Buying or selling a used vehicle? Be prepared and be safe

Arizona MVD suggests following these steps to protect yourself

PHOENIX – Are you in the market for a new-to-you car? Thinking of selling your vehicle in a private-party sale?

Whether you’re a prospective buyer or a seller – or both – the Arizona Department of Transportation Motor Vehicle Division wants consumers to know steps they can take to protect themselves when selling or purchasing a used vehicle.

First, go to AZMVDNow.gov and activate your AZ MVD Now account. Everything needed to complete a typical private-party sale of a vehicle can be completed at AZMVDNow.gov, even the transfer of some vehicle titles via the convenient eTitle Transfer. Every person with an Arizona-issued driver license or vehicle registered in Arizona already has an account and more than 1.5 million accounts have been activated since AZMVDNow.gov launched last spring.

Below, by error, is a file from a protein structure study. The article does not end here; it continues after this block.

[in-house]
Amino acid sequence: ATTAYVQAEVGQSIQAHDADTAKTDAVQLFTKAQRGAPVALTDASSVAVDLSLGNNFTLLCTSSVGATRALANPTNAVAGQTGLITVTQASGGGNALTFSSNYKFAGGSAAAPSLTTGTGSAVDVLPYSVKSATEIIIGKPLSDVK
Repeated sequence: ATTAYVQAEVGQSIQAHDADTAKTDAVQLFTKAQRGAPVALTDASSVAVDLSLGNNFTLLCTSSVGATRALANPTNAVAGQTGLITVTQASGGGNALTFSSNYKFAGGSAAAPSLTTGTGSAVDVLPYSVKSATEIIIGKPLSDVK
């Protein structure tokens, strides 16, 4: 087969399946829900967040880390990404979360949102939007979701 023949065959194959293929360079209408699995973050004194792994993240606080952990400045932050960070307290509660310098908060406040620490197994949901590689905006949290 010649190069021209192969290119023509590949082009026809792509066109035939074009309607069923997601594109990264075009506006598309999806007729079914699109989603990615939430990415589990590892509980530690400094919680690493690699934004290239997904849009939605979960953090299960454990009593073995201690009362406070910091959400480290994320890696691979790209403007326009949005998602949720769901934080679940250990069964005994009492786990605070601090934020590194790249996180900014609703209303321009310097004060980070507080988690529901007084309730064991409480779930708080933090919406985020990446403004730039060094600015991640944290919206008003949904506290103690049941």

If you’re a buyer, you’ll want to ensure that there are no surprises in the vehicle’s history. An unscrupulous seller might tamper with the odometer, sell a stolen vehicle, attempt to cover up water or collision damage that wasn’t properly repaired or not disclose a lien. ADOT offers a variety of resources customers can use to gather information about a vehicle they’re interested in purchasing.

While buyers do most of their leg-work prior to purchase, the work for sellers in a private-party transaction comes after a price has been agreed upon. After receiving payment, a seller should sign-in to their account at AZMVDNow.gov and complete a “sold notice.” There is no cost to complete a sold notice and it can protect the seller if the car sold is involved in a crash or crime, is ticketed, or becomes abandoned, which carries a fine.

Transferring the title comes next and some titles can be transferred at AZMVDNow.gov via eTitle Transfer, saving a trip to an MVD office. A seller should be aware that if their vehicle was titled and owned in another state prior to moving to Arizona, it’s probable that the Arizona MVD will not have a copy of the vehicle title because it didn’t issue the title. In this case, the seller can sign the back of the title and have the signature notarized.

Before giving the car to the buyer, remove the license plate. The seller might be eligible to receive credit for registration fees previously paid on the vehicle, too.

Buying and selling a vehicle is a big purchase. If a deal seems too good to be true, it probably is. Take your time and consult this car-buying checklist to protect yourself.

 

Tags: